Built between 1928 and 1943, Umaid Bhawan Palace is a magnificent piece of Rajasthan’s heritage and sandstone architecture by British Architect Henry Vaughan Lanchester, the interiors took 3 years under the supervision of Polish artist Stefan Norblin. Currently the world’s sixth-largest private residence as it’s the Royal residence of the Rathore dynasty. The palace has one thing in common with the iconic Taj Mahal at Agra—the palm court marble used in its construction. Perched on Chittar Hill, the highest point in Jodhpur, Umaid Bhawan Palace awes with exotic views of the historical Blue City, vast sand dunes, and intimidating Mehrangarh Fort. It’s set amidst 26 acres of lush gardens, with dancing peacocks and a subterranean Zodiac Pool. The fort adjoining the hotel has been converted into a museum. Welcome is with trumpets, a ceremonial tikka and wine.
Things to do
Live Rajasthani folk dance in the central dome every evening.
Heritage walk in the palace with a glass of wine.
Visit the in house museum and the vintage car museum, it also has the 1927 Silver Ghost Rolls Royce.
Private dining in fairy tale setting.
Go swimming in the zodiac indoor pool, its lit by candles and has murals of sea green fish. Steps leading to the indoor pool are resplendent with fresh flowers and walking down the steps makes you feel like royalty. They have an outdoor pool as well.
Explore the city …… a vibrant colourful one, known as the blue city because of the blue painted houses.
Mehrangarh fort, it’s beautiful with intricate carving, sprawling courtyards, the adventurous souls can do zip lining here. Visit the Chamunda Mata temple at the southern end of the fort, it has a spiritual vibe and you can also get some nice pictures if you are patient as it’s normally quite crowded. Jaswant Thada a beautiful memorial made of white marble for King Jaswant Singh can be combined in the same trip. Both are must visit.
A few have to dine out places for the view ( not necessarily for the food ) Indique, Darikhana @ RAAS, Indigo, while dining the majestic Mehrangarh Fort is your view, try to go during sunset.
Must try local food specialities, Gatta, daal baati, churma. For street food, mirchi wada and pyaaz ka kachori. Since I am a staunch vegetarian you won’t find any non vegetarian recommendations here. 🙂
Shop for local clothes, trinkets, shoes, pottery, tea, spices just about anything that you can think of on the road side markets surrounding the Clock Tower. Another place to shop would be Tripolia Bazar.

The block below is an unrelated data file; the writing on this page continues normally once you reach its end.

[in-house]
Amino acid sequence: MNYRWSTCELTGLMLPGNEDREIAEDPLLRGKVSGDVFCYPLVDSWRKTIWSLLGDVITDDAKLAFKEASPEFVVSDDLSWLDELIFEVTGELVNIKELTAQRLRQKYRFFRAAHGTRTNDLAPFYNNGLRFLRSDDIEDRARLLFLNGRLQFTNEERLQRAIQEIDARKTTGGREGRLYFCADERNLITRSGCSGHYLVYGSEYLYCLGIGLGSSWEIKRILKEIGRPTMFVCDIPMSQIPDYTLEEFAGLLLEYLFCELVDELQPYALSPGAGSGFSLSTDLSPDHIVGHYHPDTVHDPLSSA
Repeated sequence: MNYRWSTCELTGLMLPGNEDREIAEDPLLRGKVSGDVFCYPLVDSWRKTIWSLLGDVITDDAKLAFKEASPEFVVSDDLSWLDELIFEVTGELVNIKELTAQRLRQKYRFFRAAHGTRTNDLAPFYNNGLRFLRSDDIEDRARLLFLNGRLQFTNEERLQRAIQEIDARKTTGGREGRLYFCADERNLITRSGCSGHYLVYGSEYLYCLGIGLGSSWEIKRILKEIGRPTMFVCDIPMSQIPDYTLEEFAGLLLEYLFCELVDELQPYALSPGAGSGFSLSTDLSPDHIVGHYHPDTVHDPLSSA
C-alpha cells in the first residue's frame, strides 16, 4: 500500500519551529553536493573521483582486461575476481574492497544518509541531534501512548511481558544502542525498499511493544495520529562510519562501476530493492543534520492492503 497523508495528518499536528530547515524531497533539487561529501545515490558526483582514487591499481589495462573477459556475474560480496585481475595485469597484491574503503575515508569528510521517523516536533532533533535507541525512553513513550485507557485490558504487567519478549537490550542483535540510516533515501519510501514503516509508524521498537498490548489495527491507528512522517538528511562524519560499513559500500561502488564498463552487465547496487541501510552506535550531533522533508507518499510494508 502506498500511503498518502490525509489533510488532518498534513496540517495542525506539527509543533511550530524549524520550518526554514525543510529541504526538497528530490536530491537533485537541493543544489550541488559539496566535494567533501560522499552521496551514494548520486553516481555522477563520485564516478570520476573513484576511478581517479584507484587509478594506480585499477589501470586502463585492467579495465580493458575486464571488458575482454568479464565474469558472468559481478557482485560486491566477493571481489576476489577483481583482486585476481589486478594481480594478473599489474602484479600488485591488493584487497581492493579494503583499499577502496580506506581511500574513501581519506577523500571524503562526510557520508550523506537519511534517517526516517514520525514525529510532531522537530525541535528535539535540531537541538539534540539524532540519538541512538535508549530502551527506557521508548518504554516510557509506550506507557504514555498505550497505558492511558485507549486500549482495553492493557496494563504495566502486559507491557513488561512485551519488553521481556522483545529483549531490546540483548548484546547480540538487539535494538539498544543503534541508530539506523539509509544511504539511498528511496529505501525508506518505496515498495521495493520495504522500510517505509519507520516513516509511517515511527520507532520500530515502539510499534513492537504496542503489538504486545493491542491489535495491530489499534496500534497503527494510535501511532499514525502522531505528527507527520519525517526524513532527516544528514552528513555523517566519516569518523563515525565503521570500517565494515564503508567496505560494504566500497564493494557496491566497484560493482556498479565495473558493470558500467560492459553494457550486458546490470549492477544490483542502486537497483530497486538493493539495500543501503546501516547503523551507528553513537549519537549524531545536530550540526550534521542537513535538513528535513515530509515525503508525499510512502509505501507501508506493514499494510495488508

Udaivilas in Udaipur :
The city was founded in the 16th century and Udaivilas though not a heritage structure has been made keeping in mind Mewari architecture by Nimish Patel and Parul Zaveri. Build on the banks of Lake Pichola with a backdrop of the Aravalli hills it stands on the 200 year old hunting grounds of the Maharana of Mewar. Its build on 50 acres which include a 20 acre wildlife sanctuary inhabited by deer and wild boar. Upon entry the first thing you see is a majestic pool with 4 domes and giant marble lily flowers which you can hop on to for taking lovely pictures . Peacocks roam freely around enhancing the beauty of the place. Recommend : book a room with an infinity edge swimming pool.
Things to do
Heritage walk, a boat ride across the lake and after that a tour through Udaipur’s lanes with interesting facts and stories narrated by a guide.
Candle lit dinners light with live music
Explore the city of lakes.
City Palace, Built in 1559 under the rule of Maharana Udai Singh, subsequently it was enhanced over the next 400 years by his successors. It consists of 11 small palaces built of marble and granite and in harmony with each other. This is a must visit for it’s beauty, architecture and history.
Crystal gallery inside Taj Fateh Prakash hotel, it’s the single largest private collection of crystal in the world. Visit only if crystals fascinate you.
Sajjangarh on the top of a hill for breath taking view.
Nathdwara, Eklingji, Jagdish Temple for spiritual peace.
Saas Bahu temple for photo opportunities, it’s a deserted temple with intricate carving and no deities.
Shop for local colorful clothes and trinkets at Ghanta Ghar bazar, Lake palace road, Bapu Bazar, Hatipole market, Jagdish market ( that’s in my order of preference ) If you don’t want to bargain then Rajasthali. Though I love browsing the colorful wares on display and while bargaining talk to the locals, you will be surprised to discover many of them know English.
Must dine at Jagat Niwas, Upre, Ambrai. All these places are very small, reserve a few days in advance. They have stunning lake views and lovely roof top ambience